One of the most frequent questions I get asked is “Where can I learn more about the Enneagram?” Here are some of the resources that I’ve found most helpful.
The Enneagram Made Easy: Discover the 9 Types of People by Renee Baron and Elizabeth Wagele.
- The Enneagram Made Easy is a helpful starter book for individuals who have never been exposed to the Enneagram before. The book begins by outlining the structure of the enneagram, providing some basic vocabulary to the reader that will be helpful to a new reader as they seek to understand the 9 personality types. It outlines the 9 Enneagram personality types, gives exercises for work each type can do in order to live more healthily within their type as well as information for different types on how to better engage one another. This is a great starter book for those new to the Enneagram.
The Essential Enneagram: the Definitive Personality Test and Self-Discovery Guide by Dr. David N. Daniels and Dr. Virginia Ann Price.
- The Essential Enneagram provides one of the easiest assessments for Enneagram typing where the reader is able to select from a series of descriptive paragraphs, which they feel describe them most accurately. Each paragraph letter corresponds to a designated enneagram type in the answer key. This test is more efficient than the series of questions typical of the longer online typing assessments. The rest of the book is organized by type, providing brief descriptions of each as well as brief descriptions of how two individuals of differing types likely interact with one another.’
- Enneagram in the Narrative Tradition is the website headquarters for one of the two major Enneagram Traditions, the other being the Enneagram Institute. I personally have been more exposed to Enneagram in the Narrative Tradition because of how well it dovetails into ministry, which in and of itself is fraught with narrative. This website provides resources, including a typing assessment that goes into more depth than the one in The Essential Enneagram. It also provides additional primary source resources about types, subtypes, passions, vices, facets of life that enneagram study can benefit as well as opportunities for further study, certification et cetera.
The Spiritual Dimension of the Enneagram: Nine Faces of the Soul by Sandra Matri
- The Spiritual Dimension of the Enneagram spends a great deal of time exploring the shadow of each Enneagram type. Part of what makes the Enneagram unique among personality typing profiles is that it not only describes positive, healthy attributes, but also ones that are unhealthier if left unchecked. Maitri’s book looks deeper into the root of these vices, the passions that inspire them, and offers opportunities for each personality type to work to cultivate the corresponding virtue in order to find a healthier balance in his or her life. Note: This is one of the denser resources in this list and is better if you have a working understanding of the Enneagram first.
The Enneagram: Understanding Yourself and Others in Your Life by Helen Palmer
- Author Helen Palmer is one of the founders of the Narrative Tradition of Enneagram study. Part I of Palmer’s book provides history for the Enneagram, an orientation to how the Enneagram functions both as a diagram and as a typing system. Palmer then continues providing much more thorough information for each of the 9 personality types. Palmer delves into topics like formative childhood experiences that could likely have attributed to an individual leading with a specific type in the Enneagram, motivations, virtues/vices, and relationship characteristics. She closes each chapter with information about subtypes for each of the nine types, environments that each type finds attractive or unattractive, and information on how each type can thrive in a healthy fashion.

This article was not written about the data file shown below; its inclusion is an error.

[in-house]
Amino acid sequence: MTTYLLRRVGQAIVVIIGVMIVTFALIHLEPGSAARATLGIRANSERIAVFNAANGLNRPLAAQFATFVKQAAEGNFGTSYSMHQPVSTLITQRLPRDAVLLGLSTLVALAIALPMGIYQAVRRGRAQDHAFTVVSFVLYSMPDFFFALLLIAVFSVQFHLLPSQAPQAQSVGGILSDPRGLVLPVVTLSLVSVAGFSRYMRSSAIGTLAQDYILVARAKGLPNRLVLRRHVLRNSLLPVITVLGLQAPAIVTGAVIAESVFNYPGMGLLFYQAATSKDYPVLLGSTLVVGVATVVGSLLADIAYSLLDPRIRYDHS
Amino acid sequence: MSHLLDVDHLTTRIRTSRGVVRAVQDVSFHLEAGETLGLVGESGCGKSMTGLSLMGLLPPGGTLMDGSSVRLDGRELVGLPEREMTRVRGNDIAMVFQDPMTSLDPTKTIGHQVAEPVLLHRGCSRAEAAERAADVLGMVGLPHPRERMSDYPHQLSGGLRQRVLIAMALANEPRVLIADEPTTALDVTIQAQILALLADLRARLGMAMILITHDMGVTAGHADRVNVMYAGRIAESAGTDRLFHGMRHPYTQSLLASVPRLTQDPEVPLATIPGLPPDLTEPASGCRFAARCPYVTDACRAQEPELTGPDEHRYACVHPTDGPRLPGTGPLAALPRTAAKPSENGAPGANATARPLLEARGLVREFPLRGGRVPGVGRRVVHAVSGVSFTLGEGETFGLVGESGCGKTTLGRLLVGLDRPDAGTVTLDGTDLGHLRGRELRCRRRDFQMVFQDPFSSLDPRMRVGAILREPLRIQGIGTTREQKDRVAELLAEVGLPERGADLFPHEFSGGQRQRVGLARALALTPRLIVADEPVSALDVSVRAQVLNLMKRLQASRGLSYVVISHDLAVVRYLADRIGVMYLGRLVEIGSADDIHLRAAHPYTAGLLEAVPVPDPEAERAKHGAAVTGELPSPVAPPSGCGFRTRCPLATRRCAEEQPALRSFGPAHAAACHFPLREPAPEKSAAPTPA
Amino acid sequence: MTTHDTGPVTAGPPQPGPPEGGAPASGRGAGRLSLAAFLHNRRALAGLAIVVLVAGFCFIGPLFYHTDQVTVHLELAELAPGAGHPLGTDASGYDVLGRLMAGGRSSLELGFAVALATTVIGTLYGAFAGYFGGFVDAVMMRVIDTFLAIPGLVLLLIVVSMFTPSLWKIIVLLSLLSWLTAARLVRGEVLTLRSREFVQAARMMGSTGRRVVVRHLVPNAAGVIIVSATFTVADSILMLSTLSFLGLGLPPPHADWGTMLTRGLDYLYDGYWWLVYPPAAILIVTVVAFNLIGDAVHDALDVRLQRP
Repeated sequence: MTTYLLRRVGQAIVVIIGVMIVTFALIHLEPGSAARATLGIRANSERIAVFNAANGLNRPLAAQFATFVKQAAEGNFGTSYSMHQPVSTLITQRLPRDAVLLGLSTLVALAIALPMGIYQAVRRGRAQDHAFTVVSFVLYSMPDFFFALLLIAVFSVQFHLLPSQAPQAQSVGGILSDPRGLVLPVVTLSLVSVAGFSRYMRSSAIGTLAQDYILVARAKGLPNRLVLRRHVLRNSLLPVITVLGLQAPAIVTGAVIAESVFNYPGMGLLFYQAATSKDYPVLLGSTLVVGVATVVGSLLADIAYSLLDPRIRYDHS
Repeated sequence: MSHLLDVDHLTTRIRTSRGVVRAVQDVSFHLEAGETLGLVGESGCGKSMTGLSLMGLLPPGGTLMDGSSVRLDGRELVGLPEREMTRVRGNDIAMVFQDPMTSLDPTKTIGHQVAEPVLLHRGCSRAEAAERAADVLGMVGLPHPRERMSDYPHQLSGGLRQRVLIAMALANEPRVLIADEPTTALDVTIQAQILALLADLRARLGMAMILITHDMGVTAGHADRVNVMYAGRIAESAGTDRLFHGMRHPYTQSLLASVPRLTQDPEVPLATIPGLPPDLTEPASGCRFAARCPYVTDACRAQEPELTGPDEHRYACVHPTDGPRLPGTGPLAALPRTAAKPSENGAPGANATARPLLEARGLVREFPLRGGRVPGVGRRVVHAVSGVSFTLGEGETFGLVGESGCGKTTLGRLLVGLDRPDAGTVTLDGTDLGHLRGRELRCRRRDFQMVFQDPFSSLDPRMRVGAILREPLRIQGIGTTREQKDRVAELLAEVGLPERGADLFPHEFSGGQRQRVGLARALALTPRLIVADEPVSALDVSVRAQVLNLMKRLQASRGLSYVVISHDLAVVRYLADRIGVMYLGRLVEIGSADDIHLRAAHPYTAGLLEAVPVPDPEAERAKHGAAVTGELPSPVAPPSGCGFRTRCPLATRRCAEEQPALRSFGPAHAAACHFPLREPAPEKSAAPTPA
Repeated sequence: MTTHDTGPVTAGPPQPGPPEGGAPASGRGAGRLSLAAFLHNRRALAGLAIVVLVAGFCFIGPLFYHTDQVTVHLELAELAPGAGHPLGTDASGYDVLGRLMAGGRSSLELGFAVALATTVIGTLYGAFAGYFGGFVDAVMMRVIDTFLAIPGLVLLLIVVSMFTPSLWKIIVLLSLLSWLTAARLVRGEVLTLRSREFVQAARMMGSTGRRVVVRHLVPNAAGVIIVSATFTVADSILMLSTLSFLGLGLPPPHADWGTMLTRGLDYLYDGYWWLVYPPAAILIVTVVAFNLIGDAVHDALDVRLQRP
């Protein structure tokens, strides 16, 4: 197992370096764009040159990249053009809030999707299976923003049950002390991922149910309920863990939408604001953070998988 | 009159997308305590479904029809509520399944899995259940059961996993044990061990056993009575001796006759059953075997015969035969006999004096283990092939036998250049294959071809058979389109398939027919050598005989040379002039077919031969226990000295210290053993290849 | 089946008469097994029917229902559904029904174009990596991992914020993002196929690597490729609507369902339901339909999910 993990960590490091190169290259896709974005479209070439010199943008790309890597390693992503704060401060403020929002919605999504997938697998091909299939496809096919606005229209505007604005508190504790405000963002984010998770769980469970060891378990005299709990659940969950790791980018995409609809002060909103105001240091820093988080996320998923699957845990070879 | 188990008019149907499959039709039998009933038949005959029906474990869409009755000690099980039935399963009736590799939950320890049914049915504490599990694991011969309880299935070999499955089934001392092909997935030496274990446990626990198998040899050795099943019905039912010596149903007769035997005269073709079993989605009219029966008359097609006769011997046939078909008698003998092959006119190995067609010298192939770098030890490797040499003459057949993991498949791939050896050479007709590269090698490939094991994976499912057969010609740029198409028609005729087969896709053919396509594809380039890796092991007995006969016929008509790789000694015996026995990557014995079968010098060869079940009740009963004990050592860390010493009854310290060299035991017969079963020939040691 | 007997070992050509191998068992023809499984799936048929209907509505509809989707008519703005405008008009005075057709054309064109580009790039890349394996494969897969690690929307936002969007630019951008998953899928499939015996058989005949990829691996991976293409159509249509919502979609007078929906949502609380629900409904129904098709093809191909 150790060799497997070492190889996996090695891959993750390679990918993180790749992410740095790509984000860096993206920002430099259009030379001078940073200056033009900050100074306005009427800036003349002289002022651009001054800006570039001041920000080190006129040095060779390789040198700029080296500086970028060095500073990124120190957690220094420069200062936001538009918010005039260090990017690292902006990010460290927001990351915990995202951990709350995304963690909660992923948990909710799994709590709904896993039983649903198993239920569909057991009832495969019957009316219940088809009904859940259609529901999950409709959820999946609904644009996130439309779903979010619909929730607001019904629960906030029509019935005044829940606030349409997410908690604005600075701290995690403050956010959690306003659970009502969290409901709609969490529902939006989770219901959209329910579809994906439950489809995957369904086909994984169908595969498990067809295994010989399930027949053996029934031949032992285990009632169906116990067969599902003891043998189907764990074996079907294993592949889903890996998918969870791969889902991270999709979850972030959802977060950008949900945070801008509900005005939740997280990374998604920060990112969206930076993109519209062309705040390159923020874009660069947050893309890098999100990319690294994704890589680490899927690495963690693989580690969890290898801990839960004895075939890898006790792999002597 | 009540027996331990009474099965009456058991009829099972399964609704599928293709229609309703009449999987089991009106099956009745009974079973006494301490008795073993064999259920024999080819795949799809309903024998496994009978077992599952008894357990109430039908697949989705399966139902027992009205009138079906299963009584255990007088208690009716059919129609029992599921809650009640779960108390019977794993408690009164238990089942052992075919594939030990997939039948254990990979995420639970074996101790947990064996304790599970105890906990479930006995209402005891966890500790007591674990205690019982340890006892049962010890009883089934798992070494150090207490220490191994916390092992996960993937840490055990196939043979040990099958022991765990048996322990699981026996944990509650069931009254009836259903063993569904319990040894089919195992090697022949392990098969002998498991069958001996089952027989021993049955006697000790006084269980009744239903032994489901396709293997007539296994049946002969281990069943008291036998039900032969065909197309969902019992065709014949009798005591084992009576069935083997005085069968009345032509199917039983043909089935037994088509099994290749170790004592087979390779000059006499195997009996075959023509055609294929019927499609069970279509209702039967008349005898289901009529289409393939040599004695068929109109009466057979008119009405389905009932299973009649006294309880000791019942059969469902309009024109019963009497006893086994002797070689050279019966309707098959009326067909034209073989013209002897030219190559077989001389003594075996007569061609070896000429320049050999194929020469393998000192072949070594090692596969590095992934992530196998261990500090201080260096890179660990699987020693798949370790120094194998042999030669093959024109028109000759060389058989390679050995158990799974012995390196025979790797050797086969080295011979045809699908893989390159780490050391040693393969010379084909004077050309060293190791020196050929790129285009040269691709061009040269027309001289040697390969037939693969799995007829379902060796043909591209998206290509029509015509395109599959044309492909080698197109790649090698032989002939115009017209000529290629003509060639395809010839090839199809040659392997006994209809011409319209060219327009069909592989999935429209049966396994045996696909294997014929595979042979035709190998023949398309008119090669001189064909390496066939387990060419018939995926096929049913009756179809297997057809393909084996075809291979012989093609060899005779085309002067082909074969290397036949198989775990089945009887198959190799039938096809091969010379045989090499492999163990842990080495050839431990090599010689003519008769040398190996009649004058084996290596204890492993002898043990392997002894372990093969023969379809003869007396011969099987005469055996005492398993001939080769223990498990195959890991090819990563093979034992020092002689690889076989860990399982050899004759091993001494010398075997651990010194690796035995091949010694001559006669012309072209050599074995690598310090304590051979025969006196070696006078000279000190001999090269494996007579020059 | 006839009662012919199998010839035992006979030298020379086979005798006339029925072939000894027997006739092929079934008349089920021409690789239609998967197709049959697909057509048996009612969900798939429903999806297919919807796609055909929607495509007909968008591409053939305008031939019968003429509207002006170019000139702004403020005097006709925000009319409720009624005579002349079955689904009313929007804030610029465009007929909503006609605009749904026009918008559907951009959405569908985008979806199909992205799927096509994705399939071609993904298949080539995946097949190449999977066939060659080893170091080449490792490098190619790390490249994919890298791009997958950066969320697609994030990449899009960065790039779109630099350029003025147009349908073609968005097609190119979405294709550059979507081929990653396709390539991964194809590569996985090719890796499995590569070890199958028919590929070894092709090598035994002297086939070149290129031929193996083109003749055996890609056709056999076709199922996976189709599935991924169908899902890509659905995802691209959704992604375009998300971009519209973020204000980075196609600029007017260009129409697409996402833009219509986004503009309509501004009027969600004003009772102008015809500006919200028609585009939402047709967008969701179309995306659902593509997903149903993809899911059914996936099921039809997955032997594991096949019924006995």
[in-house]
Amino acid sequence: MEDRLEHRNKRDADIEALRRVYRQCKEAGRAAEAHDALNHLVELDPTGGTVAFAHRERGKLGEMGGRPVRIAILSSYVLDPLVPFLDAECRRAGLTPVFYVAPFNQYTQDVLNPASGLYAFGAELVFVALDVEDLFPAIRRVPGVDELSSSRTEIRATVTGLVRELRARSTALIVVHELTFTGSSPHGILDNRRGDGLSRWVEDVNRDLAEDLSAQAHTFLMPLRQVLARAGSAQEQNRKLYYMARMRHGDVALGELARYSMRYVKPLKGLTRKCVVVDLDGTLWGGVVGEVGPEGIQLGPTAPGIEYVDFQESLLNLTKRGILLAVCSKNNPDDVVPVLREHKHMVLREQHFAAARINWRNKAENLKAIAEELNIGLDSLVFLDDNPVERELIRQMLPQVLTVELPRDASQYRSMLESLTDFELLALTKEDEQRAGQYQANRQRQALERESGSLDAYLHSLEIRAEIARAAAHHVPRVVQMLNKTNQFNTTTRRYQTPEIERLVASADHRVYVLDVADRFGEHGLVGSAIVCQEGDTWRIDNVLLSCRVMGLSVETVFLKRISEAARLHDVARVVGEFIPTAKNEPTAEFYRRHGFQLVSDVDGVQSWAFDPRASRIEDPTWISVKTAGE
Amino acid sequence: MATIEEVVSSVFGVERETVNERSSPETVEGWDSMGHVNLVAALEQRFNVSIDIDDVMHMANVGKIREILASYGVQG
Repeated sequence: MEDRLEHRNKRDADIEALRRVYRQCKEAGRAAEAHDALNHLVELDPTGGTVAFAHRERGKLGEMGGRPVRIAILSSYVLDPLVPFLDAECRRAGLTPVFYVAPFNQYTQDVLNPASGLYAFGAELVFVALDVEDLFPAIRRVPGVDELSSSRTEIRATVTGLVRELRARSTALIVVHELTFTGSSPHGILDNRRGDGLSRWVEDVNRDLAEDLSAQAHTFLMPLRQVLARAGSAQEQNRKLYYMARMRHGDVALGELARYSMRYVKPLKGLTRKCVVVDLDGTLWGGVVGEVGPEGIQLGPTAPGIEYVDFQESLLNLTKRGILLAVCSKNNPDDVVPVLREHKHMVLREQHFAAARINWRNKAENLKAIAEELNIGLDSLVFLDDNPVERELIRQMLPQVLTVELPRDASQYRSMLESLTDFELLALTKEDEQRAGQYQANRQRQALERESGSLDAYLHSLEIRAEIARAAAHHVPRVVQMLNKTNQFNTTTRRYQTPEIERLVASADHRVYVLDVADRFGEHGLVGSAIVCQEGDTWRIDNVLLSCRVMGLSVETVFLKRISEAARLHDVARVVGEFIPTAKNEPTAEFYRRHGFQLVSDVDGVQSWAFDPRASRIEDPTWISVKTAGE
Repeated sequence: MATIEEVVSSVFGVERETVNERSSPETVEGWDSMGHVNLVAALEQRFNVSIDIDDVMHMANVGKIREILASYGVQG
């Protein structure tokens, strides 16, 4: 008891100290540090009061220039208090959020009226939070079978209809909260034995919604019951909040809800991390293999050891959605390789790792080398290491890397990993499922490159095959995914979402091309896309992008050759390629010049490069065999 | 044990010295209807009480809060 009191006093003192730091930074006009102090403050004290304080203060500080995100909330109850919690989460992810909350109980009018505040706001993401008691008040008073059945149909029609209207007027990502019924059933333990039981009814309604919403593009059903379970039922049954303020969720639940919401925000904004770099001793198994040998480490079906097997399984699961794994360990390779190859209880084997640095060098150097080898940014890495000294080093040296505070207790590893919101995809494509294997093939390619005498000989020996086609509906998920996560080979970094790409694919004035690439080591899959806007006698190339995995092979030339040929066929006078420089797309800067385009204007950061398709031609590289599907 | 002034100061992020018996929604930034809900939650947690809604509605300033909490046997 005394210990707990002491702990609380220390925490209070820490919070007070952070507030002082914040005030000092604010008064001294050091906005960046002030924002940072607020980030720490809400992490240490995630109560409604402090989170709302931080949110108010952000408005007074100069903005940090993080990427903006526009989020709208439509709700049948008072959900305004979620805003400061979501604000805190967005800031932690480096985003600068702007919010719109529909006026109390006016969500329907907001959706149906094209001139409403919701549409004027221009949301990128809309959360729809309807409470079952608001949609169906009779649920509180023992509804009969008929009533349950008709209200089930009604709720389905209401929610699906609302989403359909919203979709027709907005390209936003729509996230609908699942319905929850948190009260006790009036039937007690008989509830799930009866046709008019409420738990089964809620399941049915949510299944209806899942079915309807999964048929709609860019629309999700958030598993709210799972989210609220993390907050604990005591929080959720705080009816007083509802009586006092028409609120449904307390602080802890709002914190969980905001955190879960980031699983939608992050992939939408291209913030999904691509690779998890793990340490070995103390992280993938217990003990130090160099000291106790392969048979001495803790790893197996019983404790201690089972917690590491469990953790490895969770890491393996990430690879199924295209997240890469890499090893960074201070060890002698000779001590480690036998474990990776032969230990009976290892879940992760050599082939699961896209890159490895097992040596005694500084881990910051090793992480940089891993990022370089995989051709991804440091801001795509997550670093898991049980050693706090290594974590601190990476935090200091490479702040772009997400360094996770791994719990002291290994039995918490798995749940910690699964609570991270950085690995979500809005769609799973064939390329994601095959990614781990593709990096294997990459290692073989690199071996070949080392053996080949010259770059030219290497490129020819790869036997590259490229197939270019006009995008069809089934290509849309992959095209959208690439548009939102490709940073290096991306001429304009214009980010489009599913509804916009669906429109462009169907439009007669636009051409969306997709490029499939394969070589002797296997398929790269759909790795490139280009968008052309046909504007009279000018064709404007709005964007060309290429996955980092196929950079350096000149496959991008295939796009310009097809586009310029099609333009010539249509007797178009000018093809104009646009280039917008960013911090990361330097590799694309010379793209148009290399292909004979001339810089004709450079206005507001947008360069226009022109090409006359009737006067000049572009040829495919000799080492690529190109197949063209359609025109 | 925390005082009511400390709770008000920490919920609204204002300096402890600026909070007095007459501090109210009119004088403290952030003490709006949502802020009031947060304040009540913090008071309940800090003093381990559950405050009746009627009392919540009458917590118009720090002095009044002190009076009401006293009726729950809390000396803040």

- This second book by Helen Palmer focuses on interpersonal relationships, work and personal relationships specifically. Palmer opens the book with a brief overview of the 9 Enneagram types. The remainder of the book is divided into chapters detailing the strengths and struggles of each of the personality types in relation to each of the others in work, romance, or both. This book will prove helpful in my research of the Enneagram as it relates to interpersonal interactions and expands that topic much further than any other book I’ve looked at. The goal of this book is not to tell the reader who they should or should not date or work with, but instead helps explain interaction with each of the other types, their strengths and pitfalls.
- This book is by the founders of the Enneagram Institute, the second major Enneagram tradition. This book follows a similar train of thought to Helen Palmer’s The Enneagram, but some would argue it favors a more Psychology based framework.
The Enneagram Institute Website
- This is the online headquarters for Don Riso and Russ Hudson’s work on the Enneagram. What is nice about this website is that includes the Riso-Hudson Enneagram Type Indicator (RHETI) which is one way to determine what Enneagram type you lead with. NOTE: While the test is indeed helpful and provides you with a great deal of information about your type the only true way to find your type is to self identify so be sure to look at the other types as well. The Essential Enneagram provides great short synopses of all the types and another method to discover what type you lead with.
- While the Enneagram Institute test costs money this is a free version that I like. This website will also provide you with a lot of information about your type. Again note that the only true way to identify your type is through self identification. The test is merely a tool that can aid you.